The Country Club


Early in 1882 a wealthy Bostonian named J. Murray Forbes called together some friends to meet in the dining room of his Boston town house. There he proposed renting Clyde Park, a farm on which a horse-racing track had already been laid out in then-rural Brookline. The group assembled by Forbes liked his idea and put out a terse prospectus among their friends. “It may be stated, briefly,” the invitation read, “that the general idea is to have a comfortable club-house for the use of members with their families, a simple restaurant, bedrooms, bowling-alley, lawn tennis grounds, &c.; also, to have race-meetings and, occasionally, music in the afternoon, and it is probable that a few gentlemen will club together to run a coach out every afternoon during the season, to convey members and their friends at a fixed charge.”

Forbes and his friends hoped to sign up 300 subscribers, but the idea was greeted so enthusiastically that they soon had 404 who agreed to join and pay dues of thirty dollars a year. By the fall of 1882 The Country Club (always rather ostentatiously spelled with a capital T ) was a going concern. The next year it took in another 200 members.

The original membership was from the very heart of Boston Brahmindom, with names like Abbott, Adams, Cabot, Hovey, Hunnewell, Peabody, and Saltonstall. Indeed, so narrow was the group from which the membership was drawn that of the thirty-five men assembled by Forbes at the initial meeting, thirty-four were members of Boston’s Somerset Club, the city’s oldest and most prestigious men’s club. This conspicuous lack of ethnic diversity was to be a fundamental characteristic of country clubs.

Almost immediately, similar clubs sprang up on the outskirts of other major American cities, drawing their original members from each city’s wealthy, largely WASP elite. The Westchester Country Club in Rye, New York, organized in 1884, was first proposed as a tennis club but soon developed into a place where all country sports could be enjoyed. The original facilities included tennis courts, a polo field, a racetrack, a baseball diamond, traps for live pigeon shooting, boats, bathhouses, and a pack of hounds.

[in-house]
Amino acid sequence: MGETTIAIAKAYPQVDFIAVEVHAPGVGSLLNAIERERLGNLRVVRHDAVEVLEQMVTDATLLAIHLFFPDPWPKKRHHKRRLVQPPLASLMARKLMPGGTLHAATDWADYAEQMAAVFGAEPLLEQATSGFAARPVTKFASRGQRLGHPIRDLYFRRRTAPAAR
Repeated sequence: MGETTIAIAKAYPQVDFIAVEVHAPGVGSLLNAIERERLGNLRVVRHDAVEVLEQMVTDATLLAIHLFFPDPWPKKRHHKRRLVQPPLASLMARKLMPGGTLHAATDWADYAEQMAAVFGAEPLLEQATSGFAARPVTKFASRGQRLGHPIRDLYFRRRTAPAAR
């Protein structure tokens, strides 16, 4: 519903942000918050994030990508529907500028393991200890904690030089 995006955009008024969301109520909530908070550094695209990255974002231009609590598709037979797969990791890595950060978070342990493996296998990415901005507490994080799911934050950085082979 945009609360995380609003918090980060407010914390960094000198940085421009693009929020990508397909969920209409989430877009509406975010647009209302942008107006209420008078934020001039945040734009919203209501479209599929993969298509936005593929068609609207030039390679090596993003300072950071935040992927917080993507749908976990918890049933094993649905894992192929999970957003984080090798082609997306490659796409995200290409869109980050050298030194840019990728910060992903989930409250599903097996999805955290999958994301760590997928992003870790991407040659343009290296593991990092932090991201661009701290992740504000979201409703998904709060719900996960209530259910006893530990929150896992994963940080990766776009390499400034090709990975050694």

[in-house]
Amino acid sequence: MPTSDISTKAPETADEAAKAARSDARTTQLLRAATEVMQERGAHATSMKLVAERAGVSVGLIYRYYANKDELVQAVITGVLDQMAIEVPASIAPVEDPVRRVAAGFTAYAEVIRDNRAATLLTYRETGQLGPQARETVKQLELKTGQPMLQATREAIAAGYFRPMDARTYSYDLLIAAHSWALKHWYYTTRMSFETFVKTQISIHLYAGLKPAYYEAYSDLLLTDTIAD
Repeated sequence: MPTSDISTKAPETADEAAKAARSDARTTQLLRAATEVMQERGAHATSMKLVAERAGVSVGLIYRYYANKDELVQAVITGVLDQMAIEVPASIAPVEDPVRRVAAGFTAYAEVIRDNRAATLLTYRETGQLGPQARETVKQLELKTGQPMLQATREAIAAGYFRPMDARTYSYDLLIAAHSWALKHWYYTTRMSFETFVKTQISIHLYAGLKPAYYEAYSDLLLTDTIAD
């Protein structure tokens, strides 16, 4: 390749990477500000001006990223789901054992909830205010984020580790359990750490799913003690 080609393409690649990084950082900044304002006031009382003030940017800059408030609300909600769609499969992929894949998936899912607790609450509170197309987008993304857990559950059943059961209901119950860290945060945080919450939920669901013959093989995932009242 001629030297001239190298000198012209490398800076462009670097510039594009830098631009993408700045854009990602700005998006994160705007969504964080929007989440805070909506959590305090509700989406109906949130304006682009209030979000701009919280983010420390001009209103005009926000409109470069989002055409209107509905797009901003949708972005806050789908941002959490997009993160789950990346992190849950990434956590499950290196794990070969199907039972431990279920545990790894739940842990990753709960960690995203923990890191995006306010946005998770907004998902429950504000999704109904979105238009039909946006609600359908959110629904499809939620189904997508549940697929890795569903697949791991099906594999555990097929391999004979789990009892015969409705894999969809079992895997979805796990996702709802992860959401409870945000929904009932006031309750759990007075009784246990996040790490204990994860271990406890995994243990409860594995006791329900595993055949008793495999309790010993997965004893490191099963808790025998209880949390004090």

The Merion Cricket Club of Philadelphia, founded in the 1850s, evolved rapidly at this time into a full-fledged country club, as did several other cricket clubs. In 1882 the Myopia Hunt Club (so called because all the founders happened to have been nearsighted) was established outside Boston, as was the Chevy Chase Club near Washington, D.C. The latter was formed ostensibly “for literary purposes, mutual improvement, and the promotion of social intercourse by the encouragement and support of all outdoor sports and amusements.” Chevy Chase soon became an indispensable social, political, and sporting institution of the nation’s capital. Theodore Roosevelt didn’t approve of golf (he thought it effete), but William Howard Taft was so fond of it that he built a cottage at the club. Woodrow Wilson courted his second wife there while serving as President, and he was playing golf at Chevy Chase when he was first informed that the Lusitania had been torpedoed.

In 1886 one of the more unusual country clubs was founded near New York City, the vision of a single man, Pierre Lorillard III. Heir to a great tobacco fortune, Lorillard owned no less than six hundred thousand acres of undeveloped land in New York’s Orange and Rockland counties, across the Hudson River and about an hour’s train ride from the city. At first Lorillard envisioned only a hunting and fishing lodge for himself and his friends, but this soon grew in his mind into a large clubhouse, cottages, and sports facilities surrounding a body of water long known locally as Tuxedo Lake.

In 1902 a journalist wrote: “The country club … changed the entire social life of America. It has … modified our ideas of right and wrong.”

Lorillard decided to surround two thousand acres abutting the lake with a fence, guarding the entrance with a large gatehouse and calling the establishment Tuxedo Park. He invited his friends to buy the cottages and build more of their own, and soon Tuxedo Park was a pleasure ground for Astors, Iselins, Millses, Havemayers, and Vanderbilts. Just as The Country Club’s membership had come largely from Boston’s Somerset Club, so Tuxedo Park was largely populated by members of New York’s old-guard Union Club. Because so many of these families summered at Newport and elsewhere, the Tuxedo Club was at its liveliest in the spring and fall, when people would come on short visits from their city residences.


At the first Autumn Ball held at the Tuxedo Club, in 1886, the founder’s son, Griswold Lorillard, appeared not in white tie and tails like the other men but in a short jacket with black tie, a fashion he had observed being worn by the Prince of Wales in England that year at the Cowes Regatta. The new fashion for informal evening wear immediately caught on, and, ever since, most Americans have called it a tuxedo. (In Tuxedo Park itself and other bastions of what was once called New York Society, the costume is never called a tuxedo, but rather a dinner jacket.)